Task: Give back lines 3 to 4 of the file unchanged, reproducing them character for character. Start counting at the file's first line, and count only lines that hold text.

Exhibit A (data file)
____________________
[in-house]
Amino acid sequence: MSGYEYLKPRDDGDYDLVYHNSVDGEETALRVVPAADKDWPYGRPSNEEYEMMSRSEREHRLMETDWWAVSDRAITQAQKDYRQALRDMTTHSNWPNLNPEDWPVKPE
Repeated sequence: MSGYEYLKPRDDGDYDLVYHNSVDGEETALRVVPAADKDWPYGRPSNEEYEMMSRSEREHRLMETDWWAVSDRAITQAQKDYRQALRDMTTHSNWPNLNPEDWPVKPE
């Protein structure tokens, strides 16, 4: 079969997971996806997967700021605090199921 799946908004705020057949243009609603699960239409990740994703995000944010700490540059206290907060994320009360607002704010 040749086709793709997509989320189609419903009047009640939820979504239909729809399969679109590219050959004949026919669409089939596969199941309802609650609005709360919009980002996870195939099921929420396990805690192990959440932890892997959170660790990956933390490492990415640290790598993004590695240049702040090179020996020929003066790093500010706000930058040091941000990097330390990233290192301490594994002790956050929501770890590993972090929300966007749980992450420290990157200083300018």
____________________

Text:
Repeated sequence: MSGYEYLKPRDDGDYDLVYHNSVDGEETALRVVPAADKDWPYGRPSNEEYEMMSRSEREHRLMETDWWAVSDRAITQAQKDYRQALRDMTTHSNWPNLNPEDWPVKPE
């Protein structure tokens, strides 16, 4: 079969997971996806997967700021605090199921 799946908004705020057949243009609603699960239409990740994703995000944010700490540059206290907060994320009360607002704010 040749086709793709997509989320189609419903009047009640939820979504239909729809399969679109590219050959004949026919669409089939596969199941309802609650609005709360919009980002996870195939099921929420396990805690192990959440932890892997959170660790990956933390490492990415640290790598993004590695240049702040090179020996020929003066790093500010706000930058040091941000990097330390990233290192301490594994002790956050929501770890590993972090929300966007749980992450420290990157200083300018």